Past Events

Spring 18 Lecture Events:

Traversing the Warrior Fantasy--Martial Culture and The Meiji Restoration

Friday, March 23, 2018
Time: 2pm-4pm
Location: National Churchill Library and Center (Gelman Libaray 101a)
This event is co-sponsored by the Department of East Asian Languages and Literatures and the Sigur Center for Asian Studies.
Speaker: Michael Wert, Associate Professor of East Asian History, Marquette University
Abstract: The Meiji Restoration is typically analyzed in terms of international and domestic politics, intellectual trends, and changes in the commercial economy. This talk adds to that conventional narrative by exploring the role of warrior identity and the widening gap between warrior ideals and warrior realities in the nineteenth century. For samurai and elite commoners alike, martial culture in the form of swordsmanship became a vehicle for acting out the fantasy of the ideal warrior at a time when warrior authority was at its nadir. Rather than see culture as simply a site of resistance, it was the very act of over-identifying with warrior fantasy and ideology that undermined the Tokugawa regime.
Speaker Bio: Professor Michael Wert is an associate professor of East Asian history at Marquette University, with a focus on early modern and modern Japan.His first book Meiji Restoration Losers: Memory and Tokugawa Supporters in Modern Japan engages memory theory by asking how memory can help answer broader historical questions. Specifically, it traces the “memory landscapes” of the Meiji Restoration from 1868 to the present through the lens of those on the losing side. His second project continues to center around the Meiji Restoration, using theoretical tools to investigate the role of martial fantasy, culture, and violence in the early modern period. Professor Wert is a graduate of GW (B.A. East Asian Studies, 1997).
Prof. Wert

Korean Literature and Culture in the Globalizing World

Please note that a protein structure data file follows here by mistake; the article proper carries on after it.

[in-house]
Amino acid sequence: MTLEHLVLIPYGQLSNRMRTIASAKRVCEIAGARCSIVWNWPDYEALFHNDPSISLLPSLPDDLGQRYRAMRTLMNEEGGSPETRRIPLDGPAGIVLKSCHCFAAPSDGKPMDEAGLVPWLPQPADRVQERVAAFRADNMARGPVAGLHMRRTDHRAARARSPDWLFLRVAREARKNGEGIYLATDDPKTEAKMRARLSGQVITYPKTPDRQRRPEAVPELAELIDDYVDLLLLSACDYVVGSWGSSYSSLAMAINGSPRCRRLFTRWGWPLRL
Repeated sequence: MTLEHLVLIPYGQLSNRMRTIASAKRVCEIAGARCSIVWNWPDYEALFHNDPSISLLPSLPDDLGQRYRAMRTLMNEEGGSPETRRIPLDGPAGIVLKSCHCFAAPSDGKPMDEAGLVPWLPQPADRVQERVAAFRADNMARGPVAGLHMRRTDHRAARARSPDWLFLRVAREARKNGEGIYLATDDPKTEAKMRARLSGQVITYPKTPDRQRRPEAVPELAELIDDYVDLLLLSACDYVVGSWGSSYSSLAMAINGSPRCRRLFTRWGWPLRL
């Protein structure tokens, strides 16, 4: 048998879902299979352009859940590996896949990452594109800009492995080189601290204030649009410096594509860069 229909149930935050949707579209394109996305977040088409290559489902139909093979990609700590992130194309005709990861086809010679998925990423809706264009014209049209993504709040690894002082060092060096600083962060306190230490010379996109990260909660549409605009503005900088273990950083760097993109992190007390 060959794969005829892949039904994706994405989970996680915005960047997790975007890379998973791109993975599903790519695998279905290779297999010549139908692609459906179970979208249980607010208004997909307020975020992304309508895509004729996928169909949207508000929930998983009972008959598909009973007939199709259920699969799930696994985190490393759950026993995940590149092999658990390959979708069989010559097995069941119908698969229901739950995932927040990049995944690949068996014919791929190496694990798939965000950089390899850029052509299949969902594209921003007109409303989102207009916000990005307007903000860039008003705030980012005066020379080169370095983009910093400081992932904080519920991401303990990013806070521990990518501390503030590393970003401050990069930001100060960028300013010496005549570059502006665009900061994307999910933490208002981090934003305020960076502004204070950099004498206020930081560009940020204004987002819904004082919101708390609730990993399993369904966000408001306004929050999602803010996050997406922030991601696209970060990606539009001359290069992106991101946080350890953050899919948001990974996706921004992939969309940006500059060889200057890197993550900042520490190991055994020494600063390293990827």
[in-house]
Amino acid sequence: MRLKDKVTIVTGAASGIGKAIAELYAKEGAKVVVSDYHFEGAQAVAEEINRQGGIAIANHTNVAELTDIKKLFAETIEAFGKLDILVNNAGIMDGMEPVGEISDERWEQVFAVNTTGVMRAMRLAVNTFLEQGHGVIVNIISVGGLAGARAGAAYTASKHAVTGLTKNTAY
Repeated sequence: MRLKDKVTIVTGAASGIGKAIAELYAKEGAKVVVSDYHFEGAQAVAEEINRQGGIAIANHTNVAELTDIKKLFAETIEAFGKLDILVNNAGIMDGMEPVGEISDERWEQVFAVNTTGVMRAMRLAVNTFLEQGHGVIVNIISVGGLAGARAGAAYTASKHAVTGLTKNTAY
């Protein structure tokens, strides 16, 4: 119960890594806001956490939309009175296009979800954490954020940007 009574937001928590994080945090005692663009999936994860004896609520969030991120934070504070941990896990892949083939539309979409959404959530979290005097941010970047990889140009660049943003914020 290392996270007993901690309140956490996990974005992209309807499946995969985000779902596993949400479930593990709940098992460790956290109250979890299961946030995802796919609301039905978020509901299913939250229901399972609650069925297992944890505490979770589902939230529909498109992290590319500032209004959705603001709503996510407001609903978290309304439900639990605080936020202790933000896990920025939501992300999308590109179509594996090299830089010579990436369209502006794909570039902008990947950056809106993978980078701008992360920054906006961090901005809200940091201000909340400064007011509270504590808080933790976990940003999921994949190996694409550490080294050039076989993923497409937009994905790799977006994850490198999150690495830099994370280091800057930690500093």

Date: February 23, 2018, 2pm-4pm
Location: Phillips Hall 411 (CCAS Dean's Conference Room)
Speaker: Seong Kon Kim, Professor Emeritus of Seoul National University and President of the Literary Translation Institute of Korea
Abstract: The recent news that Han Kang and Debora Smith won the prestigious Man-Booker International Prize greatly elated the Korean people. Thanks to Han Kang’s prize-winning novel “The Vegetarian,” Korean literature is finally in the limelight, receiving its fair share of praise from the international community at last.

Recently, The Times Literary Supplement carried an encouraging article entitled “A Glittering Korea.” In the article, Toby Richtig writes that in the U.K. there is a “seemingly insatiable appetite for publication about the Hermit kingdom.” Richtig argues that while North Korea has been busy showing off its military muscle, South Korea has emerged on the global stage as a country of charming literary arts and rich cultural heritage, “enjoying its place in the sun.’

Furthermore, South Korea has emerged into the spotlight of international recognition and admiration for its miraculous economic success, the cutting-edge technology of companies like Samsung, LG and Hyundai, and the widespread Korean cultural phenomena called hallyu, or the Korean Wave.

In this lecture, we will delve into what is happening to Korean literature and culture lately, how they manage to be “glittering” overseas, enjoying global popularity across boundaries, and what kind of radical social change South Korea has gone through since the Korean War.

Speaker Bio: Professor Seong-kon Kim, Professor Emeritus of Seoul National University and President of the Literary Translation Institute of Korea (a ministerial appointment with the Government of the Republic of Korea), is currently in residence at GW as CCAS Dean's Global Distinguished Scholar in the Humanities. An internationally renowned author, translator, and literary critic, Professor Kim is widely recognized as a pioneer in postmodernism, post-colonialism, and cultural studies in Korea.

Dr. Kim

North Korea in Modernization: Economy, Politics, and Social Life in North Korea*

Friday, January 26, 2018, 2:00 pm - 4:00 pm
National Churchill Library and Center (Gelman Libaray 101a)
*This event is co-sponsored by GW Institute for Korean Studies.
Speaker: Sergei O. Kurbanov. Professor, St. Petersburg University; Visiting Scholar, GW Institute for Korean Studies
North Korea

Abstract: North Korea is usually presented to the public as a dictatorial regime with a hungry population and world-threatening nuclear and missile programs. The perception of North Korea as a “corrupt regime” which “should be dismantled” causes misunderstanding of this country, which leads to ineffective foreign policy decision making along with being surprised when discovering the existence of technology and advanced modern science within the country.

The DPRK is a country with “5000 years of history”, beginning from the Ancient Joseon period (2333 B.C. – 108 B.C.), continuing through the formation of a socialist state in the northern half of the Korean Peninsula in 1945 – 1948. North Korean science and industry also has a long history and background. In the 21st century, North Korean citizens and authorities continue to collect knowledge of the world's modernization processes and strive to follow it.

This talk will give various examples of North Korean modernization and will demonstrate the new look of this country.